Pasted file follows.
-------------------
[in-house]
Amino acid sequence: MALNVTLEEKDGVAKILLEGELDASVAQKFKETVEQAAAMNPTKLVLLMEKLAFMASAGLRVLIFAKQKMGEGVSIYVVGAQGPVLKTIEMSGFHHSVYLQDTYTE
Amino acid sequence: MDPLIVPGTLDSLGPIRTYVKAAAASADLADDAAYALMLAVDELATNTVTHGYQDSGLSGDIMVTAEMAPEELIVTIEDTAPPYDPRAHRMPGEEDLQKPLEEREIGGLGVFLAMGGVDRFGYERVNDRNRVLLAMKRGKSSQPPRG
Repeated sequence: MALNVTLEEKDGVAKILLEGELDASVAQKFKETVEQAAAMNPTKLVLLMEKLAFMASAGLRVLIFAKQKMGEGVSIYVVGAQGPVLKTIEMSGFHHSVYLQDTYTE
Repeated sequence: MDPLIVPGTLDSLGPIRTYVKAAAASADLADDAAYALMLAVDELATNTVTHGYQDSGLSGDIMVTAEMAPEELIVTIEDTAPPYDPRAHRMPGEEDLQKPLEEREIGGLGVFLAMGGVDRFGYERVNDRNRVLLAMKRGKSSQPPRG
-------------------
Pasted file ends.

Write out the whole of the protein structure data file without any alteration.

[in-house]
Amino acid sequence: MALNVTLEEKDGVAKILLEGELDASVAQKFKETVEQAAAMNPTKLVLLMEKLAFMASAGLRVLIFAKQKMGEGVSIYVVGAQGPVLKTIEMSGFHHSVYLQDTYTE
Amino acid sequence: MDPLIVPGTLDSLGPIRTYVKAAAASADLADDAAYALMLAVDELATNTVTHGYQDSGLSGDIMVTAEMAPEELIVTIEDTAPPYDPRAHRMPGEEDLQKPLEEREIGGLGVFLAMGGVDRFGYERVNDRNRVLLAMKRGKSSQPPRG
Repeated sequence: MALNVTLEEKDGVAKILLEGELDASVAQKFKETVEQAAAMNPTKLVLLMEKLAFMASAGLRVLIFAKQKMGEGVSIYVVGAQGPVLKTIEMSGFHHSVYLQDTYTE
Repeated sequence: MDPLIVPGTLDSLGPIRTYVKAAAASADLADDAAYALMLAVDELATNTVTHGYQDSGLSGDIMVTAEMAPEELIVTIEDTAPPYDPRAHRMPGEEDLQKPLEEREIGGLGVFLAMGGVDRFGYERVNDRNRVLLAMKRGKSSQPPRG